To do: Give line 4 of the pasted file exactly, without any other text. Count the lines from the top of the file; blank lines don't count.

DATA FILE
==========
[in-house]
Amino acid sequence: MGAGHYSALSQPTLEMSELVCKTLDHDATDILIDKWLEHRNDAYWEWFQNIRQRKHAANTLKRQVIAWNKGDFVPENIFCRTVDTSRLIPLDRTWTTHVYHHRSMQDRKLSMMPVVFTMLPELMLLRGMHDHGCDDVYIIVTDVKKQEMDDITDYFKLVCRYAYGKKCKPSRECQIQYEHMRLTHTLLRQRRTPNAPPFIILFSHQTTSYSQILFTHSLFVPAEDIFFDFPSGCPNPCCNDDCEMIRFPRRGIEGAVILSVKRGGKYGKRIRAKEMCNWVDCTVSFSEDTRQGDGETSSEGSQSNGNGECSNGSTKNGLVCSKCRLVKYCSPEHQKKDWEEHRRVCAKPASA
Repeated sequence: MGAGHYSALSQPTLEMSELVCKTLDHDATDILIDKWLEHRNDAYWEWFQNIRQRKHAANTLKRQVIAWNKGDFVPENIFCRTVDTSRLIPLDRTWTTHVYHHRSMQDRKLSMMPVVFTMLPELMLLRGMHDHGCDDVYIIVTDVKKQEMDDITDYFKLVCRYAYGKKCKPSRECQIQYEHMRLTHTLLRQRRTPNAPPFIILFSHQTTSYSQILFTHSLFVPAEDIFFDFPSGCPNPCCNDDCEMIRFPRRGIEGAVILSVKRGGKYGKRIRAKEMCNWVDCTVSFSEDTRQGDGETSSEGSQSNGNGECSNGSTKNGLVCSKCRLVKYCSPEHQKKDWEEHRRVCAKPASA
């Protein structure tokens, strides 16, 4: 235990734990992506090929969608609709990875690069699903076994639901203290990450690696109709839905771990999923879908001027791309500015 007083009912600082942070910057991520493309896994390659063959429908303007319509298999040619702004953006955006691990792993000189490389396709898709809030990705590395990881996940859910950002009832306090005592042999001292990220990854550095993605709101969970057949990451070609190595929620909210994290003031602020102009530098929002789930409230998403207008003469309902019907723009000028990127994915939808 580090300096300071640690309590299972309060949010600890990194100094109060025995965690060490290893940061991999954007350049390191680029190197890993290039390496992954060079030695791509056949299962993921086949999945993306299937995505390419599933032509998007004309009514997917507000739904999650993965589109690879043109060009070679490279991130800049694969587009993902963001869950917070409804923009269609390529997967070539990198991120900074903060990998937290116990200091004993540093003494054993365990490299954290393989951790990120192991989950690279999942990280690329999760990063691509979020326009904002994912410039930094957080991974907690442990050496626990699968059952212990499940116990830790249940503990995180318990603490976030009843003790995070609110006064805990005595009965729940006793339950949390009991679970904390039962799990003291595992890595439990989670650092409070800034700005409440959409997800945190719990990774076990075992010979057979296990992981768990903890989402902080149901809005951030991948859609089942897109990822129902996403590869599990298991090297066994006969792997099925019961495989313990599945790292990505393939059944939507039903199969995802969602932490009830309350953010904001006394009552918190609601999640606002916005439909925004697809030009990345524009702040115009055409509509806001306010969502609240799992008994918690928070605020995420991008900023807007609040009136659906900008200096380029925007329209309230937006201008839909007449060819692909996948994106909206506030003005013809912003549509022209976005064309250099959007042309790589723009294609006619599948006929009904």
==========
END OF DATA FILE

């Protein structure tokens, strides 16, 4: 235990734990992506090929969608609709990875690069699903076994639901203290990450690696109709839905771990999923879908001027791309500015 007083009912600082942070910057991520493309896994390659063959429908303007319509298999040619702004953006955006691990792993000189490389396709898709809030990705590395990881996940859910950002009832306090005592042999001292990220990854550095993605709101969970057949990451070609190595929620909210994290003031602020102009530098929002789930409230998403207008003469309902019907723009000028990127994915939808 580090300096300071640690309590299972309060949010600890990194100094109060025995965690060490290893940061991999954007350049390191680029190197890993290039390496992954060079030695791509056949299962993921086949999945993306299937995505390419599933032509998007004309009514997917507000739904999650993965589109690879043109060009070679490279991130800049694969587009993902963001869950917070409804923009269609390529997967070539990198991120900074903060990998937290116990200091004993540093003494054993365990490299954290393989951790990120192991989950690279999942990280690329999760990063691509979020326009904002994912410039930094957080991974907690442990050496626990699968059952212990499940116990830790249940503990995180318990603490976030009843003790995070609110006064805990005595009965729940006793339950949390009991679970904390039962799990003291595992890595439990989670650092409070800034700005409440959409997800945190719990990774076990075992010979057979296990992981768990903890989402902080149901809005951030991948859609089942897109990822129902996403590869599990298991090297066994006969792997099925019961495989313990599945790292990505393939059944939507039903199969995802969602932490009830309350953010904001006394009552918190609601999640606002916005439909925004697809030009990345524009702040115009055409509509806001306010969502609240799992008994918690928070605020995420991008900023807007609040009136659906900008200096380029925007329209309230937006201008839909007449060819692909996948994106909206506030003005013809912003549509022209976005064309250099959007042309790589723009294609006619599948006929009904």